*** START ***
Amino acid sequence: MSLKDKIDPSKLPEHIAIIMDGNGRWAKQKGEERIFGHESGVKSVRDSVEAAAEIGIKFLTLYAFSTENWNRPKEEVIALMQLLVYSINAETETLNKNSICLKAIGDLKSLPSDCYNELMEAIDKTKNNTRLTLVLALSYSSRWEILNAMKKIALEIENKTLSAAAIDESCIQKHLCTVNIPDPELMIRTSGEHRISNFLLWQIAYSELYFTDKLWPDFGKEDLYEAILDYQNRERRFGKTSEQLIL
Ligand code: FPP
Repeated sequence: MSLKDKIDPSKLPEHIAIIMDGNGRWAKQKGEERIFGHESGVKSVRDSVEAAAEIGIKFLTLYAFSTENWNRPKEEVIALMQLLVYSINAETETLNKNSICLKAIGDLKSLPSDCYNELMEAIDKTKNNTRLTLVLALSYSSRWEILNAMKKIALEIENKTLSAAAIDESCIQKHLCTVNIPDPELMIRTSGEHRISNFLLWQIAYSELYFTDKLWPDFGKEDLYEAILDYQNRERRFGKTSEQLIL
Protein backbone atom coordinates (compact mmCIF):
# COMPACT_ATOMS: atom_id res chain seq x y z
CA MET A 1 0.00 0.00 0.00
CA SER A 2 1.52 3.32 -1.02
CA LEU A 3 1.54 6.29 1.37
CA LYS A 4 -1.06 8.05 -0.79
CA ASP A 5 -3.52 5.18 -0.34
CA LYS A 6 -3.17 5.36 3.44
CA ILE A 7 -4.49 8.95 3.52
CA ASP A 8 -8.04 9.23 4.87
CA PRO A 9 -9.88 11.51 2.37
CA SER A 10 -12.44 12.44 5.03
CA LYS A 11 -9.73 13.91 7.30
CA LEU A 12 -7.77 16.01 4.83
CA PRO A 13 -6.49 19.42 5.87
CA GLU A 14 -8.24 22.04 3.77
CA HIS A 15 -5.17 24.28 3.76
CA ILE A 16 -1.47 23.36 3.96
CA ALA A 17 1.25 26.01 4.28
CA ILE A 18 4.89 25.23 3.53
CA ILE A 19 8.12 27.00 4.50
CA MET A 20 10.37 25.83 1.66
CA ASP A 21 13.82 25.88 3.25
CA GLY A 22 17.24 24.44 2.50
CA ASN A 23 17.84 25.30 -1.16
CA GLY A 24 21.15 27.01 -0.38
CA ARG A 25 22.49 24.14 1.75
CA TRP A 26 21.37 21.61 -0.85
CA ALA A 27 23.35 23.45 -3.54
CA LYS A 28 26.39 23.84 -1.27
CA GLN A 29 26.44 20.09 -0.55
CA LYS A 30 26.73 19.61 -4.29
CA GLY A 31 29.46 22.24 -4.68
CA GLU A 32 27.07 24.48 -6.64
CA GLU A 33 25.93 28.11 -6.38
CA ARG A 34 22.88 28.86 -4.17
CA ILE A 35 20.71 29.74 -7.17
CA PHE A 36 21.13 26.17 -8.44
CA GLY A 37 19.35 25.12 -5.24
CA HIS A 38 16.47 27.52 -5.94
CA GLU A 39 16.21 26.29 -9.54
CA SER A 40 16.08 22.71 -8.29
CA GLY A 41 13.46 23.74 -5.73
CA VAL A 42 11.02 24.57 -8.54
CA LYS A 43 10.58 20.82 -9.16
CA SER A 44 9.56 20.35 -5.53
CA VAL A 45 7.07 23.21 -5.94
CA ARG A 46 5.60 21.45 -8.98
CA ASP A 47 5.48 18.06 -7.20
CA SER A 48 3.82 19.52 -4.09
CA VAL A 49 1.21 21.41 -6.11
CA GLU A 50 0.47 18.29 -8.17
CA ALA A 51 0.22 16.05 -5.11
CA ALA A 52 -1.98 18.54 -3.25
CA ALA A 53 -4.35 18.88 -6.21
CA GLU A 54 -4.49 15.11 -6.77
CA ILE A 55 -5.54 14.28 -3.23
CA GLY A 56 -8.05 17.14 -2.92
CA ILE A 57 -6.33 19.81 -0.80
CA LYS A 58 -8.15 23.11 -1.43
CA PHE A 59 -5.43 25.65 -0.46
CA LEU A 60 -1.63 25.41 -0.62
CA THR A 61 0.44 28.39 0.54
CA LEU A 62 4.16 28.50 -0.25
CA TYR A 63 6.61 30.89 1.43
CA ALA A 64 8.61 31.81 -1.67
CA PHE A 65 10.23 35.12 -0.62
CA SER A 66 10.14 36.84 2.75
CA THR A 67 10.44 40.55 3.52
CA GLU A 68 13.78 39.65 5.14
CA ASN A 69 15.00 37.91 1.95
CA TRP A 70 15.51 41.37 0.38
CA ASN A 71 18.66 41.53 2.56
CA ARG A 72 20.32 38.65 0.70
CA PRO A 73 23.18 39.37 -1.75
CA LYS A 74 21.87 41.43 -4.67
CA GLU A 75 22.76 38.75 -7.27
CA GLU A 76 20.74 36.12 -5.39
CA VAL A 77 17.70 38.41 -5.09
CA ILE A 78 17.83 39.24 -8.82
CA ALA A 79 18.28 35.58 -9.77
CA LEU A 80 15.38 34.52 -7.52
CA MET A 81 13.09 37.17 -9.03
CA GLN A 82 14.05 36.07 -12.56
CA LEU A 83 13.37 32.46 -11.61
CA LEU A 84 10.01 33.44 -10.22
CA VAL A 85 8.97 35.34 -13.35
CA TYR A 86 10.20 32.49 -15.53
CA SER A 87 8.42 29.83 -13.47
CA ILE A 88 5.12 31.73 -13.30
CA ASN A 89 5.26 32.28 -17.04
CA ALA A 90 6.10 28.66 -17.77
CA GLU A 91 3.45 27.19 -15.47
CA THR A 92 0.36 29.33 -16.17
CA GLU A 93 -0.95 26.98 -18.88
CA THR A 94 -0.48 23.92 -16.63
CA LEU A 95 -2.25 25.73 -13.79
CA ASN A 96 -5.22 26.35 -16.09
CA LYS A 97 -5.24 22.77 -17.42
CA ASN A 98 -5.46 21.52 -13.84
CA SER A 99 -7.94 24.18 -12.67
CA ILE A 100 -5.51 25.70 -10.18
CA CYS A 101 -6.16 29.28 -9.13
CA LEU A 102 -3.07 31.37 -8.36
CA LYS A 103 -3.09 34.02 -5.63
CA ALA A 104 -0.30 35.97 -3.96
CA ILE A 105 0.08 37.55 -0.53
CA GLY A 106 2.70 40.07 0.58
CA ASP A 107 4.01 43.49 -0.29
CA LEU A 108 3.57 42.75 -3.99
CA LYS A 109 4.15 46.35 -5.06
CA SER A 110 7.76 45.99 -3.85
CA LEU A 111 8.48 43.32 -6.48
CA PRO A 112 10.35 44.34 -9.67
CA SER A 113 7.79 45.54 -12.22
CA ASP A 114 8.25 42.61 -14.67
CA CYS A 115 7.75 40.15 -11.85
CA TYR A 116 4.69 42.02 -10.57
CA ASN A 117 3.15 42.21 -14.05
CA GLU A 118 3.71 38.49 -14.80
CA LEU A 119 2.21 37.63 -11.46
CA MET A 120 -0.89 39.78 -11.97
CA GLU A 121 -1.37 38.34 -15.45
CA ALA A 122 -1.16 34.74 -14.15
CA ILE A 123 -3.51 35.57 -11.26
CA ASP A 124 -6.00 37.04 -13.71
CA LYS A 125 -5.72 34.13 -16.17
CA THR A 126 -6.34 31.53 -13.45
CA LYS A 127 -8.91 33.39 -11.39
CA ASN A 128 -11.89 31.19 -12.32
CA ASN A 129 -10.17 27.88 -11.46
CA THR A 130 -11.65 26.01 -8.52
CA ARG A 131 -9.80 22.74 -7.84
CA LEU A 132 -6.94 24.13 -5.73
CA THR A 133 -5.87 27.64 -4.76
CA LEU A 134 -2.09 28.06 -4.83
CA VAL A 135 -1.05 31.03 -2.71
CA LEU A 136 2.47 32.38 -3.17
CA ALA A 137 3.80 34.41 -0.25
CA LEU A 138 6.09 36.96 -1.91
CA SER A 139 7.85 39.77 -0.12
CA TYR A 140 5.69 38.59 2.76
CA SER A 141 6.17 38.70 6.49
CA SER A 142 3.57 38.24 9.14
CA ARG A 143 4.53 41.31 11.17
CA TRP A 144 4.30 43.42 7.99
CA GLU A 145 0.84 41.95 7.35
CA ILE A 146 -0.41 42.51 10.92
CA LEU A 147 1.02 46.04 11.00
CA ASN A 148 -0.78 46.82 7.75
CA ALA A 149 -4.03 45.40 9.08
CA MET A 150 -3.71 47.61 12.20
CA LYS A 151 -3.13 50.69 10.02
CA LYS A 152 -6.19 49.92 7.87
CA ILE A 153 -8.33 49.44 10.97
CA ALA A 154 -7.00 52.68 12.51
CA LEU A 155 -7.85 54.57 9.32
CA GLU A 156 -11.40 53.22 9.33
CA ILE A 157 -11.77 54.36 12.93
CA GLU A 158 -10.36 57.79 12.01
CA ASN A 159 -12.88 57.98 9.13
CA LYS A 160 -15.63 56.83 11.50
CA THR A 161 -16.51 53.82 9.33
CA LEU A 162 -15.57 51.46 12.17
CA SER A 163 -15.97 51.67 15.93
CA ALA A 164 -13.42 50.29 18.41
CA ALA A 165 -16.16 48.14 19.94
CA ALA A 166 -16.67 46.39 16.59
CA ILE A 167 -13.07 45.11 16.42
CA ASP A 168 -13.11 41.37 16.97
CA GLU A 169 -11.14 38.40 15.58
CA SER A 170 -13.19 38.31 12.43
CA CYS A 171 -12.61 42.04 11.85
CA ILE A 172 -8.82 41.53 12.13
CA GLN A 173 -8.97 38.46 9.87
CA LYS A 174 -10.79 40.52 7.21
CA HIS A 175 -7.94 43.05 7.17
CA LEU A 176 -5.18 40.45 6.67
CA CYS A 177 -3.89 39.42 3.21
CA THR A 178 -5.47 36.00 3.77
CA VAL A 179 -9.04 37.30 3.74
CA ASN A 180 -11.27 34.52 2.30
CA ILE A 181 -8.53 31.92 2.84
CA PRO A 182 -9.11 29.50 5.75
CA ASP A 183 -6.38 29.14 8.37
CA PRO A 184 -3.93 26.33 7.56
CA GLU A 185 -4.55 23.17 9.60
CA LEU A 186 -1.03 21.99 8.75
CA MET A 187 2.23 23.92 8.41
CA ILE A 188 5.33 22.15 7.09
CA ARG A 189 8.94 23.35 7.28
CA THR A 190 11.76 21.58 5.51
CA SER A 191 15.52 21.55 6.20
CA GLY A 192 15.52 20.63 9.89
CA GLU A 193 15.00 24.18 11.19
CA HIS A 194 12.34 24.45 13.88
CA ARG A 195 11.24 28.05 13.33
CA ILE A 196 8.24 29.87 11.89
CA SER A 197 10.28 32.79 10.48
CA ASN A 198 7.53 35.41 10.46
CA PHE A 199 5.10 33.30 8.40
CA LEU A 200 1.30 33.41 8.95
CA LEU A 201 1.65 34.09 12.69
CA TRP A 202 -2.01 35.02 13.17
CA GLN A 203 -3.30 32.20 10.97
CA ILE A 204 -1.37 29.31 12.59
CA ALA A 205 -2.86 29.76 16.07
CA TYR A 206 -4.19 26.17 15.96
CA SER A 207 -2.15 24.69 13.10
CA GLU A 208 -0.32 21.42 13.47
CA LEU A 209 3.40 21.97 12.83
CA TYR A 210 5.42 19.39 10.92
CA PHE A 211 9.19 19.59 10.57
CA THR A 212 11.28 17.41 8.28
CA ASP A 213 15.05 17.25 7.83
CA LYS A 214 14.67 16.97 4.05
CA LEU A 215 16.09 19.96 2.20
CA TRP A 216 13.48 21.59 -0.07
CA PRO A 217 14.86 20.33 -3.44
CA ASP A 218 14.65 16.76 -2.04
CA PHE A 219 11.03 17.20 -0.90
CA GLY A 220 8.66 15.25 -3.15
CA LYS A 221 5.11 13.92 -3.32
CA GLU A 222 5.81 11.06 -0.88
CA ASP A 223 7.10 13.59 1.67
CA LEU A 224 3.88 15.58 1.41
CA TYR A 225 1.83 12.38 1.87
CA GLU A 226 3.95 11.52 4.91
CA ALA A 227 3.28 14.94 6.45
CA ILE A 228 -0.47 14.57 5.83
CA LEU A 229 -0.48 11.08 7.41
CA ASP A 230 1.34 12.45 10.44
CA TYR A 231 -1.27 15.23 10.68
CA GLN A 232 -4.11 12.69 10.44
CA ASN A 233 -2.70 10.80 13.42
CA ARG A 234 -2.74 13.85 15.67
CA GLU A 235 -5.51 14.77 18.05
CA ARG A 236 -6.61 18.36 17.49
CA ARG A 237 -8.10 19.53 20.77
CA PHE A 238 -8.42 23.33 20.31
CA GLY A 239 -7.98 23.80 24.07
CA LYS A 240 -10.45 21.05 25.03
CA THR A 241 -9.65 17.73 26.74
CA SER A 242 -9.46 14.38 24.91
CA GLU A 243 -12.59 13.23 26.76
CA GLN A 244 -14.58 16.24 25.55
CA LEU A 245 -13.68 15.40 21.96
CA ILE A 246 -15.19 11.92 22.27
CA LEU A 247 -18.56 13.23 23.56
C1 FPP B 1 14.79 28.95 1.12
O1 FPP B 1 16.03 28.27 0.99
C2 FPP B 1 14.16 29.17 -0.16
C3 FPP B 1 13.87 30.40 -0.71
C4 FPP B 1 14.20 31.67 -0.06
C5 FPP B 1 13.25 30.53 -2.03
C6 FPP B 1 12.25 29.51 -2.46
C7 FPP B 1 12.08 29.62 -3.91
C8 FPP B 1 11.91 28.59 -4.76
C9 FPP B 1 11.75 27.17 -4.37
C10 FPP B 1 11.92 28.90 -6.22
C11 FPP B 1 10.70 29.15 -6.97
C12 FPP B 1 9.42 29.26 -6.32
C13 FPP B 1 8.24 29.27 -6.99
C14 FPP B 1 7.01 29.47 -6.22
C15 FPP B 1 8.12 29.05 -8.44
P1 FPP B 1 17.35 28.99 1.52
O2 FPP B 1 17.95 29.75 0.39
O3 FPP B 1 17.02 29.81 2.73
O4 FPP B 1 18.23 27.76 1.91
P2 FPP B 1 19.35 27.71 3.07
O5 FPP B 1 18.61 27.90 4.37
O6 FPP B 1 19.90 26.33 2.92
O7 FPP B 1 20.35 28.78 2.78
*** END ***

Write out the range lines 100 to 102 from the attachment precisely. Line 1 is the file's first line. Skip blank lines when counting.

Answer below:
CA LEU A 95 -2.25 25.73 -13.79
CA ASN A 96 -5.22 26.35 -16.09
CA LYS A 97 -5.24 22.77 -17.42